Today was Margaret's turn to join her daddy at weekly Eucharistic Adoration. She was excited at this Big Girl Privilege.
|Praying the rosary with Daddy|
|Praying the rosary with Daddy|
I was able to stake out an hour of time today, so I made some muffins and brewed a pot of tea. I've allowed myself to start buying boxes of baked good mixes so I just have them on hand and can grab the moment without letting perfection be the enemy of good.
|Lenten tea time|
I realize that some Catholics will be bothered that we haven't given up all things sweet, including muffins, for Lent, while other Catholics reading this won't even understand why there might be a scandal.
I hosted a tea time so we could talk about some more corporal and spiritual works of mercy and how we could apply them at home. We agreed at the end to work particularly on admonishing the sinner, as 'to admonish' actually means 'to reprove gently but earnestly' . . . as opposed to screaming one's head off about one's horrible brother who is the worst brother in the world because he looked at you cross-eyed and therefore he deserved to get punched. We role-played how we could reprove gently and talked about what a better response we would each get (Mama included).
It is so lovely to carve out time and space for tea. The photos don't show that my kitchen was topsy turvy, the floor is sorely in need of mopping, and the children's feet were dark with dirt because what else to do but play outside barefoot in the mud in February? But you know what? My state in life in these years will always be like that, so I can choose to carve out some time and space for truth, goodness, and beauty, or I will never manage to do it because I'm waiting for all the chores to be done and home to be spotless.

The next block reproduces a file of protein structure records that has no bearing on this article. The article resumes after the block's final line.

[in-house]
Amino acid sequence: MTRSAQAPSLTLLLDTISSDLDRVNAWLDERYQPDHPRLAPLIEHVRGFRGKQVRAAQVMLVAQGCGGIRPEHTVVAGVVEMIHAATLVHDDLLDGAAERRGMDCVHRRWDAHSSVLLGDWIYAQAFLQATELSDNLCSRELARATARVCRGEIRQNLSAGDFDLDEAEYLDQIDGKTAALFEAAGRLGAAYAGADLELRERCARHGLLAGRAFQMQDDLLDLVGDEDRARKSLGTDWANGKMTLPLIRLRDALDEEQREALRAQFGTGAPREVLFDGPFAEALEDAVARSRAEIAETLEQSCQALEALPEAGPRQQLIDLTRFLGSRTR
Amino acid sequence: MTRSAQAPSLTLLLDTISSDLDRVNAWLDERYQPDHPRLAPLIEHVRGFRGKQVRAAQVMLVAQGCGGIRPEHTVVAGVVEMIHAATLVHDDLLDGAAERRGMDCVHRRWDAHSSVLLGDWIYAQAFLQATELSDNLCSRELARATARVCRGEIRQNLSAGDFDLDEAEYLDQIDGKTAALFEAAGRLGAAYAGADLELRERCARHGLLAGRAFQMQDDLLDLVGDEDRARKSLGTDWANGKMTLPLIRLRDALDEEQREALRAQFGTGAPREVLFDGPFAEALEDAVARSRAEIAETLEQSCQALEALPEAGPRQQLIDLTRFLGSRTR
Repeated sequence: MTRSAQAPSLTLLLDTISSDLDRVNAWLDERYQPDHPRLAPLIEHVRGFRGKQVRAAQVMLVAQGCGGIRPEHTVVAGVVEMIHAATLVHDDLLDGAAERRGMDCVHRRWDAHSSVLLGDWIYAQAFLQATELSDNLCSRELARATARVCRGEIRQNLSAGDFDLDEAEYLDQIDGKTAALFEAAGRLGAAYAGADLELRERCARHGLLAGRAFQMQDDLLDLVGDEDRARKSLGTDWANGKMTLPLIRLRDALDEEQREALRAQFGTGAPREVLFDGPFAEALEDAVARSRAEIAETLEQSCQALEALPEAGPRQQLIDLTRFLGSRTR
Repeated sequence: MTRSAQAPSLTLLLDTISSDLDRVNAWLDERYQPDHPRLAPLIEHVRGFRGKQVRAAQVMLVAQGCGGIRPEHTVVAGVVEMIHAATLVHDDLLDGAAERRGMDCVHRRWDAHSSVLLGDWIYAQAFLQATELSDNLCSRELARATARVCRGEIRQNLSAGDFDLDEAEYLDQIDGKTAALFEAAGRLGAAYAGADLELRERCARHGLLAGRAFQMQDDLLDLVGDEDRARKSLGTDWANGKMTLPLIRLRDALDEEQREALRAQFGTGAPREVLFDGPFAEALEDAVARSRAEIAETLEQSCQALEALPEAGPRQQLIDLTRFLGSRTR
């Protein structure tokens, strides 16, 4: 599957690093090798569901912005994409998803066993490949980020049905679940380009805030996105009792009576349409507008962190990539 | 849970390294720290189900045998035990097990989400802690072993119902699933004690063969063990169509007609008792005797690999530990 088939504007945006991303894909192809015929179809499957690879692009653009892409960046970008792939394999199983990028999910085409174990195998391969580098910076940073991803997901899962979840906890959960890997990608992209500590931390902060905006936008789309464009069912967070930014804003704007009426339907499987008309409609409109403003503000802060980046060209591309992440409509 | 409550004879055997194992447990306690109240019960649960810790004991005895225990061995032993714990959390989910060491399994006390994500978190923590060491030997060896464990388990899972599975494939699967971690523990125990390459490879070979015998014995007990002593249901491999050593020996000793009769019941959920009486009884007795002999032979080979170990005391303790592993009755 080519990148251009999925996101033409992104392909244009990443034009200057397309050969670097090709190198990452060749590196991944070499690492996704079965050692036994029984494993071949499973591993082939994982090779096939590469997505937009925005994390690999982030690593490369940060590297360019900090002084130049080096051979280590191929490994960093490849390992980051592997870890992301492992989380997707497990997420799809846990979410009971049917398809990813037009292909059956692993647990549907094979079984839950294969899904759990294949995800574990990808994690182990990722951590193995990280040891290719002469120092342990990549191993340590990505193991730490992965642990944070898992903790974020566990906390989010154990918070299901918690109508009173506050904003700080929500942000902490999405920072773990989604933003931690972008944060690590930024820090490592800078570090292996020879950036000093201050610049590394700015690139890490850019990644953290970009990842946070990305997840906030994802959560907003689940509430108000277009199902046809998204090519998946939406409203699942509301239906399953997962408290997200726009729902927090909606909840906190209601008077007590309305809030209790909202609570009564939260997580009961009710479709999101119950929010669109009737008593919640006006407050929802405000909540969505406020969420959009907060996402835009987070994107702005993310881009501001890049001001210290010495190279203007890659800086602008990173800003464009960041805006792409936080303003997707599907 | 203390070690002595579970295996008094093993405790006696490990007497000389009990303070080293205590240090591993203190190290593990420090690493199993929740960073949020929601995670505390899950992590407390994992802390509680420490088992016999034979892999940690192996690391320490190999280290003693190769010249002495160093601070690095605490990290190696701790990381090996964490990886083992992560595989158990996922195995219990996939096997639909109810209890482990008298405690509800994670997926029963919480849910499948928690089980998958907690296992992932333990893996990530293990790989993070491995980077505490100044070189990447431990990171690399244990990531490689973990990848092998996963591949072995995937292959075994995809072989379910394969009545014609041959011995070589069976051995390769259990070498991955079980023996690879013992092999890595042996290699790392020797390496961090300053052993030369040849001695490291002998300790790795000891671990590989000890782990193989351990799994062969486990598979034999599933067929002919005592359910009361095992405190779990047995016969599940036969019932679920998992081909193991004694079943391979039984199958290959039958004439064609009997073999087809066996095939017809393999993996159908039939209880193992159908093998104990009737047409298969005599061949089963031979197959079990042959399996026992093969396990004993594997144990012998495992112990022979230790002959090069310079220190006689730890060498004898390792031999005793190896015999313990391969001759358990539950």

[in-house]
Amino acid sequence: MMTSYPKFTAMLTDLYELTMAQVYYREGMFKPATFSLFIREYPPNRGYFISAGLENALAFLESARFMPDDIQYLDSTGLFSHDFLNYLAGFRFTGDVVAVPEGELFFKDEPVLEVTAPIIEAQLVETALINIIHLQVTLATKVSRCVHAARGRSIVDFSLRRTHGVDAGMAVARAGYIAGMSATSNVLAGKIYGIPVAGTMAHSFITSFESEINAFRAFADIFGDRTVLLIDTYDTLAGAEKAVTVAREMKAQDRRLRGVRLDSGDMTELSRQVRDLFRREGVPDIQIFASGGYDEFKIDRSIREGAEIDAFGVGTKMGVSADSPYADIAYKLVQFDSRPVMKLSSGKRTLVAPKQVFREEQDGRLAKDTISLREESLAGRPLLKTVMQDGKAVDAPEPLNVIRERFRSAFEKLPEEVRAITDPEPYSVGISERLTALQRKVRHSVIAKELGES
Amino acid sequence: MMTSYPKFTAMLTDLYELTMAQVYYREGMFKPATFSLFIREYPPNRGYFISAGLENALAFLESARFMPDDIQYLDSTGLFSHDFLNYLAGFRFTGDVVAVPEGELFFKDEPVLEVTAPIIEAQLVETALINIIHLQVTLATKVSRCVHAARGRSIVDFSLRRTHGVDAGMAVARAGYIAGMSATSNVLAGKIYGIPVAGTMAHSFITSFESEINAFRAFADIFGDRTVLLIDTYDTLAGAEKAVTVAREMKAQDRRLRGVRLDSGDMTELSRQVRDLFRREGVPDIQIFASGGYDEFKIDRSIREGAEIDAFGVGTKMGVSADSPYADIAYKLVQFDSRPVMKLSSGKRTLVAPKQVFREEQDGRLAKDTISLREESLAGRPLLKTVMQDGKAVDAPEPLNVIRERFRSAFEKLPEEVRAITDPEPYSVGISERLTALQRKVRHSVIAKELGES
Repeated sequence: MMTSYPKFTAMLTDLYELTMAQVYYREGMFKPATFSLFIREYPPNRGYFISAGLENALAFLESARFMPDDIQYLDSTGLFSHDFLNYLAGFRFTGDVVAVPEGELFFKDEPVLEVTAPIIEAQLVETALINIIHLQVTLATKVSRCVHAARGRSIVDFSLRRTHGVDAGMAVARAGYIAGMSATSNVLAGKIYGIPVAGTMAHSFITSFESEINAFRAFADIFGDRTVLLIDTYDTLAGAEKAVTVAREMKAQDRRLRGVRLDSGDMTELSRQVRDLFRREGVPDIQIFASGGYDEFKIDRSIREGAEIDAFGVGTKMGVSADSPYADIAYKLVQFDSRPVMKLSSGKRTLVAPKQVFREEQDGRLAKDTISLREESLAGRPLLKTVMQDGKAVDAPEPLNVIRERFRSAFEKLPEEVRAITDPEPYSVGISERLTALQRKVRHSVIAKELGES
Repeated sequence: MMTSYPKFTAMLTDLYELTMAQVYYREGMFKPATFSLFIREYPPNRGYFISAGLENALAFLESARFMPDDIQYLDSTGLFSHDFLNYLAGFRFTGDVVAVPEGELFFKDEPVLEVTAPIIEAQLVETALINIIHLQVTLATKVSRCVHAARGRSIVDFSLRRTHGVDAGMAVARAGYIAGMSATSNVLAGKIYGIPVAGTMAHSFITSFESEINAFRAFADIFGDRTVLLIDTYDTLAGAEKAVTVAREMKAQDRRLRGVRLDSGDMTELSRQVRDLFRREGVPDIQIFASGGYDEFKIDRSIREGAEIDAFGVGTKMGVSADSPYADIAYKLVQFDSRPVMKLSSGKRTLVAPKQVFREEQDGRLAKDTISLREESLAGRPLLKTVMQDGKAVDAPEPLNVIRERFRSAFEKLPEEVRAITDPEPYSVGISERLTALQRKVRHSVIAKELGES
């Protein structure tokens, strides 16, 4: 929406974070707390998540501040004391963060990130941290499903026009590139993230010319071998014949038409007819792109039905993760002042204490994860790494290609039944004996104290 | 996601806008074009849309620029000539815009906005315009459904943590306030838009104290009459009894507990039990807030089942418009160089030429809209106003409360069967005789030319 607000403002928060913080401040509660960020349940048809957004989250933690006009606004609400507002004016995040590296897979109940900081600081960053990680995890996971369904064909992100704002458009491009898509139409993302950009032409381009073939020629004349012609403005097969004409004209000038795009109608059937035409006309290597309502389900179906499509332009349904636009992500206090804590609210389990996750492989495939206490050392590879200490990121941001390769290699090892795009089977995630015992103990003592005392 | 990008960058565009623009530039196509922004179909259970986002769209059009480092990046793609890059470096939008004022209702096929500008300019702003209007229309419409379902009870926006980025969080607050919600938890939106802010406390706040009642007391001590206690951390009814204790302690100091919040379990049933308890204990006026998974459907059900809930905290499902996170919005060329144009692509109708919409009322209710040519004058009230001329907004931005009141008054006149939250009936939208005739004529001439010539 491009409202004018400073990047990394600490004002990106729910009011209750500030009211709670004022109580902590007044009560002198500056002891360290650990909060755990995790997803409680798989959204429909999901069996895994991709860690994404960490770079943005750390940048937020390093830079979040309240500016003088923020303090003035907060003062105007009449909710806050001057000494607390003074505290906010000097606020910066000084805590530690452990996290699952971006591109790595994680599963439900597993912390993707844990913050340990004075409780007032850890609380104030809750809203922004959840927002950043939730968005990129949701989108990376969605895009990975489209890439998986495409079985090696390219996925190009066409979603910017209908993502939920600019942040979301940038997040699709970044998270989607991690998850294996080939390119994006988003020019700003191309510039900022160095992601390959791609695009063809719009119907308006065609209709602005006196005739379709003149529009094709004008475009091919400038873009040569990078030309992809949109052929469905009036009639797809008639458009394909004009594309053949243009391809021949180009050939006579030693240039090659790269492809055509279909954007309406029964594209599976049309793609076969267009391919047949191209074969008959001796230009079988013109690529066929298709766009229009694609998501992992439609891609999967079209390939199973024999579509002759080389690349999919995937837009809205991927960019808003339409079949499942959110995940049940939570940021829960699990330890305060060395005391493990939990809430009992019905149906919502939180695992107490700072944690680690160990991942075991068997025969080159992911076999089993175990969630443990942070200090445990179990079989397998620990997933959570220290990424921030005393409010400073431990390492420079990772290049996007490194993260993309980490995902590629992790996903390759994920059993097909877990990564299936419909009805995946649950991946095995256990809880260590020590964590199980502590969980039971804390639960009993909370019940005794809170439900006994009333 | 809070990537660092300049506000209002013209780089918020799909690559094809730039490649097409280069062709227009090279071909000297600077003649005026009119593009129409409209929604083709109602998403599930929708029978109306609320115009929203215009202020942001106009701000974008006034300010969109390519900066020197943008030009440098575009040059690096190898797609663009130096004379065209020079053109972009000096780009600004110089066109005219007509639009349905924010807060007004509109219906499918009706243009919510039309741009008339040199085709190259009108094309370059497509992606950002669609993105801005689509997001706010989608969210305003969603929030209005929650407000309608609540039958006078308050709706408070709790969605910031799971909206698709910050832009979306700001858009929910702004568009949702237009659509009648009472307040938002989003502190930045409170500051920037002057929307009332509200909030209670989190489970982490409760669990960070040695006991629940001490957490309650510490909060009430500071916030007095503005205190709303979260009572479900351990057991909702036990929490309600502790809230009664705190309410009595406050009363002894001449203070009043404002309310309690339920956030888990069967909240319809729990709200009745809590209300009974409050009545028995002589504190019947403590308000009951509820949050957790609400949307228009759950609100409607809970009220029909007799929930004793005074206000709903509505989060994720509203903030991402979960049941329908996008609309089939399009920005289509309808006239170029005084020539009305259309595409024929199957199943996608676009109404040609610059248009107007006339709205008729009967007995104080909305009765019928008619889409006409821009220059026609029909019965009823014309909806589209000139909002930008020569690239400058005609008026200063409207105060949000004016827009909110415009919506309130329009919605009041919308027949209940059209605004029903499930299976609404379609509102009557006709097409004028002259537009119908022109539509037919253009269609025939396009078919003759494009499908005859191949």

As I read over at Mothering Sunshine within the last week, if I have a perfect kitchen but have not love because I did it with resentment, I am just a scullery maid. If I have a perfect house, but have not love because I worked like a slave, I am just a maid. You get the idea.
|The crown of thorns appears!|
Joseph (3) continues to ask at least daily, "Is Lent day over now?" I realized today that he really doesn't have even a nascent understanding of Lent, while my first couple of three-year-olds did because I worked harder to teach them. And that's okay, it's not so terrible that a three-year-old doesn't 'get it' yet.
However, I realized that the salt dough crown of thorns really does teach sacrifice writ large for the preschooler crowd, even for my "olders" (who are really "youngers" compared to so many of my friends' families). I hadn't managed to make the time to create the crown for the first week of Lent (which made me want to throw in the towel, who cares, it's 'too late' anyway), but I decided today I just had to do it.
|Joseph removing his first thorn because he waited patiently to use the bathroom|
Immediately, the crown's effects began to be felt as children were vying right and left to sacrifice for each other and show patience.
"I gave my stuffed animal to my brother to share!"
"I waited patiently at the bathroom door!"
"I didn't hit my sister when I wanted to!"
Good job, honey! I am so proud that you set yourself aside! You were patient, you loved, you did what Jesus wants! Take a thorn out of Jesus' crown so he will feel better.